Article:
Fashioning A Family
by Kristin Armstrong
Illustration by Kristen McGinty
AS A YOUNG MOM, I remember trying like hell to get my son and twin daughters up, fed, dressed and ready for preschool. The expression “herding cats” hardly does those mornings justice; it was more like herding velociraptors. They went to a hoity-toity preschool in central Austin. The pretty mothers in the drop-off line were showered and well-dressed with fixed hair and makeup, frothy Starbucks lattes in the cupholders of their clean SUVs. I showed up in running clothes or pajamas, with rumpled hair, no makeup and a cup of home-brewed coffee doused with almost expired creamer sloshing between my legs. The mug, made by small hands at Ceramics Bayou, wouldn’t even fit in the cup holder of my dirty car.
Other children hopped out of cars with pressed khakis and collared shirts, or monogrammed jumper dresses with well-combed bobs adorned with matching giant bows, folded white lace socks and shiny black patent leather Mary Janes. And then we rolled up, always toward the end of the line. My son insisted on wearing long, baggy Nike shorts and collarless T-shirts. I gave up on preppy-ing him, and turned my attention to my darling little girls. I bought them cute dresses and laid them out, hopefully, on their closet floor. They were having none of that. The only things they would wear — for the better part of a year — were green rubber frog rain boots, and flammable pastel tulle Target princess dresses. They adamantly refused all else. Just as they refused to have neatly combed or parted hair, pigtails, braids, barrettes or bows. “No, Mama, NO!”
ONE TEACHER REPRIMANDED ME FOR SENDING [MY DAUGHTERS] TO SCHOOL IN POTENTIALLY FLAMMABLE, PERILOUS, INAPPROPRIATE MATERIAL.
You may raise a smug eyebrow here, wondering how small children can successfully rebel against parental authority. Remember the old cartoon “Wonder Twins”? Where the superhero twins would yell, “Wonder Twin powers activate! Form of … an iceberg!” (or whatever would handily thwart the enemy at hand). Well, my wonder twins would activate their powers and transform themselves into the Great Wall of China, a tsunami, a tornado or a forest fire. So they ate sticky waffles off paper plates in the car wearing princess dresses as we careened through Tarrytown, and wiped their pudgy, Aunt Jemima-syruped hands in their curly, unruly, bedhead hair.
I received sighs and “Seriously?” looks from the teachers on car seat-unbuckling duty in the pickup lines. One teacher reprimanded me for sending them to school in potentially flammable, perilous, inappropriate material. Mid-divorce, I wasn’t in the mood for that, and so, on my last sparking, fraying nerve, I invited her for coffee at our house to see if she could do better. For some reason, she never showed. I felt legitimately proud of myself for getting my kids to school, relatively on time, at all, ever. Every step forward was a major victory back then. I’d peel out of the circle drive, knowing I had three precious hours before I was back in line again, usually still unshowered.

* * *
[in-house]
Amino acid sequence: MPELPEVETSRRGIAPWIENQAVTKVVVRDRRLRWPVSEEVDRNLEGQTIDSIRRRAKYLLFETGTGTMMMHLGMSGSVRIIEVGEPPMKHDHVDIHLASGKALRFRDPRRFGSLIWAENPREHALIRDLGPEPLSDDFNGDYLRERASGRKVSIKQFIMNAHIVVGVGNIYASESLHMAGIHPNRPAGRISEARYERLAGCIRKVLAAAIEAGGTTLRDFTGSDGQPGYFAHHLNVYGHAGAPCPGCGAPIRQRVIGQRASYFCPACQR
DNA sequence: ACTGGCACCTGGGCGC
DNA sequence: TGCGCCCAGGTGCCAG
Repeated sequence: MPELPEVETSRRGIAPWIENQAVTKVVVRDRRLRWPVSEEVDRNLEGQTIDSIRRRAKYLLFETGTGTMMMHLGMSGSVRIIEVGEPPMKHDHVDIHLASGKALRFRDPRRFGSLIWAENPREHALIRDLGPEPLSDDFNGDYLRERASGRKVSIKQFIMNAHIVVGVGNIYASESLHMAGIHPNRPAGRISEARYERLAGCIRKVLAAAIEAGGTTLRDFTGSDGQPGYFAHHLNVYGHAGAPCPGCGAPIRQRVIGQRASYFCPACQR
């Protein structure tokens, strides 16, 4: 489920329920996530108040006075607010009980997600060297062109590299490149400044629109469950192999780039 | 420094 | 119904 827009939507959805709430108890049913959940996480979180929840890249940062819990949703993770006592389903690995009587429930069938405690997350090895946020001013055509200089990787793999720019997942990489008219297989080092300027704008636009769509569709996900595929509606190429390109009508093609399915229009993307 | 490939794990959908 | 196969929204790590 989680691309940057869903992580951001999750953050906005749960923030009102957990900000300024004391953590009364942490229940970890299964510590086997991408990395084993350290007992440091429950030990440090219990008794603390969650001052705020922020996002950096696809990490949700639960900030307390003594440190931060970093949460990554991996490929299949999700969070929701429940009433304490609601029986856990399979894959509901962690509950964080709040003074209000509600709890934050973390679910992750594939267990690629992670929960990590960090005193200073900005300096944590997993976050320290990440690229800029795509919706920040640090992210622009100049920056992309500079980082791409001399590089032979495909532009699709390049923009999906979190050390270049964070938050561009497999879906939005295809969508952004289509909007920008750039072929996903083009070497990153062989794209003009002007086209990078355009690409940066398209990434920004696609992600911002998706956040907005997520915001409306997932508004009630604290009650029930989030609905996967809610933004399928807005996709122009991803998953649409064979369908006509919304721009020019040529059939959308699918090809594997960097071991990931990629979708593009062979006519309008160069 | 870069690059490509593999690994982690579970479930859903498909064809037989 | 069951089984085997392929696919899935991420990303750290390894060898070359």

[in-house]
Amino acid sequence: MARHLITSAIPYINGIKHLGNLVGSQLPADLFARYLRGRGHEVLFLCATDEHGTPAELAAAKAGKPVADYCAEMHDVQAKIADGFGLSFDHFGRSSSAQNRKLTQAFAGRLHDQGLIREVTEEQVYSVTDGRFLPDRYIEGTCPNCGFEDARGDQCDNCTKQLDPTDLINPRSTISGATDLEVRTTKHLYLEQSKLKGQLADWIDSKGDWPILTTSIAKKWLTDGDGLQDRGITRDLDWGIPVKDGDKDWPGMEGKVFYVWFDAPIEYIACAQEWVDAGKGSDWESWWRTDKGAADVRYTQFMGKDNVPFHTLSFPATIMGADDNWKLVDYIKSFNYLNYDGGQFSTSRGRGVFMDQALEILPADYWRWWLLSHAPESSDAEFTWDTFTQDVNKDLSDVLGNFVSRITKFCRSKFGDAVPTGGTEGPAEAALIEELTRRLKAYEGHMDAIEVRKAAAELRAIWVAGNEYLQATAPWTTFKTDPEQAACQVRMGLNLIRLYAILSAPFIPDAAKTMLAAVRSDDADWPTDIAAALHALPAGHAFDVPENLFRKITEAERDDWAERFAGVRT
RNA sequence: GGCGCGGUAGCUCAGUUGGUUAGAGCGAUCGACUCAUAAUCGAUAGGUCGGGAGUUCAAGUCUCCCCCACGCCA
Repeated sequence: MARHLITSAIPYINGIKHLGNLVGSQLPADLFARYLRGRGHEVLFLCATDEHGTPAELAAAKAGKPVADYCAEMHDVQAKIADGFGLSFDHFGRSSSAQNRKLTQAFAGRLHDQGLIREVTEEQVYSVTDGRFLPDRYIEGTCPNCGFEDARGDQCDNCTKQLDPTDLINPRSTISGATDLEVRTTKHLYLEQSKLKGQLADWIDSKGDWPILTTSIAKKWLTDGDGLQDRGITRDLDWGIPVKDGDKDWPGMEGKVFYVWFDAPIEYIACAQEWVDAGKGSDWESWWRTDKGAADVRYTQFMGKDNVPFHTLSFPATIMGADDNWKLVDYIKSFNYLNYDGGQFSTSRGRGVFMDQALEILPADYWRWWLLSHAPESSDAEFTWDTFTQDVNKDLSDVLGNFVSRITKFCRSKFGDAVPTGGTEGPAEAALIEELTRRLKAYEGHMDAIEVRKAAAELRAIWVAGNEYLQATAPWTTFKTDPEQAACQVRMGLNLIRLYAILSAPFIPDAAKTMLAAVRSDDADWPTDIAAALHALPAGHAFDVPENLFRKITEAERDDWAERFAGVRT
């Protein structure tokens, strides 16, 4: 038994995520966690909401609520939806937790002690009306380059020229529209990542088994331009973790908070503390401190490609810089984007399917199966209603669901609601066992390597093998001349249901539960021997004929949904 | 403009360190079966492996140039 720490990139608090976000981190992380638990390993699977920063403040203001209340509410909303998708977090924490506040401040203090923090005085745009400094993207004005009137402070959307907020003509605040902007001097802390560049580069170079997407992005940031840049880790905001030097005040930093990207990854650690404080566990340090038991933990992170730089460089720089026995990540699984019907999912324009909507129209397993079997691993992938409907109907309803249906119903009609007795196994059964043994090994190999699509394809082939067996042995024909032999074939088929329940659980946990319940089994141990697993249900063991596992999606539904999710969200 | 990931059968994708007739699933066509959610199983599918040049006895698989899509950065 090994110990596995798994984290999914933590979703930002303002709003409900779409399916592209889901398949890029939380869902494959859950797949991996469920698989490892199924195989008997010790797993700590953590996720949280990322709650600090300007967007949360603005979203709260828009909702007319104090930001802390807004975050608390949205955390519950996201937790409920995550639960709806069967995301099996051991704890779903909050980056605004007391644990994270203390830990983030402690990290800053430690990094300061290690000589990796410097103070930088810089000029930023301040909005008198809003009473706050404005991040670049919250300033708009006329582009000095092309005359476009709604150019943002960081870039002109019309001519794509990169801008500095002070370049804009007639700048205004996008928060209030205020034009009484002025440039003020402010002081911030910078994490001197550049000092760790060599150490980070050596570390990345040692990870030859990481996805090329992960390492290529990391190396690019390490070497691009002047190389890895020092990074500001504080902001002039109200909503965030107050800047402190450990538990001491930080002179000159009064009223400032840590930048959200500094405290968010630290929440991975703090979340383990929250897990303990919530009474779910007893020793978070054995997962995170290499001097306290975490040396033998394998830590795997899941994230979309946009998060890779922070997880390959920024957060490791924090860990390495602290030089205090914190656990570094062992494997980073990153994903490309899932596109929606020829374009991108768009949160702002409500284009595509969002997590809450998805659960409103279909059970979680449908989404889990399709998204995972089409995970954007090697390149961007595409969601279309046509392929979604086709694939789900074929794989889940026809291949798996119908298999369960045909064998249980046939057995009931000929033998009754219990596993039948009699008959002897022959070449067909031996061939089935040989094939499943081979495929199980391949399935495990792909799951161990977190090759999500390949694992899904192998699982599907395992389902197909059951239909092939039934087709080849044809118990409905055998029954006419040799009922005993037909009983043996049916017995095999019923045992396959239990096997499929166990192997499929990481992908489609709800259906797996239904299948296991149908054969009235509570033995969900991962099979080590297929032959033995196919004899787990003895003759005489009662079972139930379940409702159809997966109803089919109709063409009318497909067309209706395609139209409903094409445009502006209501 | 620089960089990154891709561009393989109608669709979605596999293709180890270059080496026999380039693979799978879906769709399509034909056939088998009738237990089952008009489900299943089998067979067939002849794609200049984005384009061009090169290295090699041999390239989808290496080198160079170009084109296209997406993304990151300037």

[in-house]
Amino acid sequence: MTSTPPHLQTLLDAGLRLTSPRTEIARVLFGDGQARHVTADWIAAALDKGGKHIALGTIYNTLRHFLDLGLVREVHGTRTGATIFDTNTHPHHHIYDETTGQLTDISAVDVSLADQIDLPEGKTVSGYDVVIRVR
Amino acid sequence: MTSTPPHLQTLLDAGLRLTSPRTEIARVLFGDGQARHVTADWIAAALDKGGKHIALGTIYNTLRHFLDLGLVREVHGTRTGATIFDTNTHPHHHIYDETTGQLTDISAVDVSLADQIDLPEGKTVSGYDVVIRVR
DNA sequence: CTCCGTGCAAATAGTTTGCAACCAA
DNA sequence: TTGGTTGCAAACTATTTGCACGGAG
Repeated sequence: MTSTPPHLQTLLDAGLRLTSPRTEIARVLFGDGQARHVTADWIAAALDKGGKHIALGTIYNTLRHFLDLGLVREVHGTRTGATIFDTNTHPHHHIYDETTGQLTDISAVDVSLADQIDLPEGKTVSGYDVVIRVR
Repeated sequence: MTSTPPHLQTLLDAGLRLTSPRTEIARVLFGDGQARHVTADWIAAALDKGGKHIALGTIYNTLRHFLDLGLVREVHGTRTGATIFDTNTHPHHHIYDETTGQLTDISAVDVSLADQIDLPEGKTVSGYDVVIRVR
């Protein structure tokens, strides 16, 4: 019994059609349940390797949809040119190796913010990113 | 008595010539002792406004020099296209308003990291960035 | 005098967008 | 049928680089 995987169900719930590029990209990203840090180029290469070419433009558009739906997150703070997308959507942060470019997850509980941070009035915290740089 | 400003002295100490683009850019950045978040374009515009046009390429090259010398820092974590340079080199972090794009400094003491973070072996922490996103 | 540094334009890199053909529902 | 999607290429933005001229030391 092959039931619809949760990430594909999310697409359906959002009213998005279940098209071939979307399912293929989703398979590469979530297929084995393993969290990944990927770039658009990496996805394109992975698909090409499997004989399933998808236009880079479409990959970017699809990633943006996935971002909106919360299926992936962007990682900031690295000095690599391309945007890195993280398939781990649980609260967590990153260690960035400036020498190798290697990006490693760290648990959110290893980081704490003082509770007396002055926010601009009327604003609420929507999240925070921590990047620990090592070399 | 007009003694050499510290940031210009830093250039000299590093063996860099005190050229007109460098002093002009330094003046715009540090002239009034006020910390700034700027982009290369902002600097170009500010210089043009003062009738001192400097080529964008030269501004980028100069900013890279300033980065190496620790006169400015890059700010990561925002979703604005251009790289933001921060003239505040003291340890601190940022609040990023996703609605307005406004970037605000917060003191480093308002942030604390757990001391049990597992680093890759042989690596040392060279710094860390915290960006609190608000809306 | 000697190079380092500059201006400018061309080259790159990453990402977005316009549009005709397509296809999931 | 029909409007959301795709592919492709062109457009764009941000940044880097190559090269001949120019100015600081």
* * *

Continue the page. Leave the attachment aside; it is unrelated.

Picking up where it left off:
My girls have had their own unchangeable style ever since.
Teenage girl style is intriguing. It seems my twins currently favor a long, one-length, thick curtain of hair that hangs more than midway down the back of their Seaside T-shirts. The T-shirt is size large and formless, and no one knows for sure if there are shorts on underneath because there is nothing but a long expanse of legs between the T-shirt and their Converse sneakers. The shorts are so short they would give my father a heart attack, if he ever saw them, which he doesn’t, due to said long T-shirts. I don’t know how teenage boys breathe, study, play sports or focus on anything at all with perfectly curved young bottoms barely hanging out of fraying, faded jean shorts. I once saw a beautiful young girl walking into high school when I dropped off my son, and I swear her tan buns closed on the outside of her shorts hem like a clam. I nearly drove into the curb, and I am middle-aged woman whose recent blood work suggests I am rather low on testosterone.
And don’t even get me started on “ACL fashion.” My girls comb the internet for months, looking for the perfect festival attire, which usually means jean shorts with a cropped tank top, or an off-the-shoulder Free People number that is going to cost me a number. I want to stomp my foot or roll my eyes, but I remember being young and beautiful and unaware and free. They are so lovely. I miss the frog boots and syrupy hair. They are so excited to grow up that they cannot fathom why I’m nostalgic. I try to explain how that is my style, how I’ve always been the observer, the chronicler, the historian and the seeker of meaning and metaphor. I try to stall time by rooting in the present and reflecting on the past. My baby girls are about to start high school. They are more than ready. I am not.
Whether it’s princess dresses or short-shorts, holding on or cutting loose, the most important thing about your style, no matter what your age, is that you own it.
Read more from the Style Issue | September 2016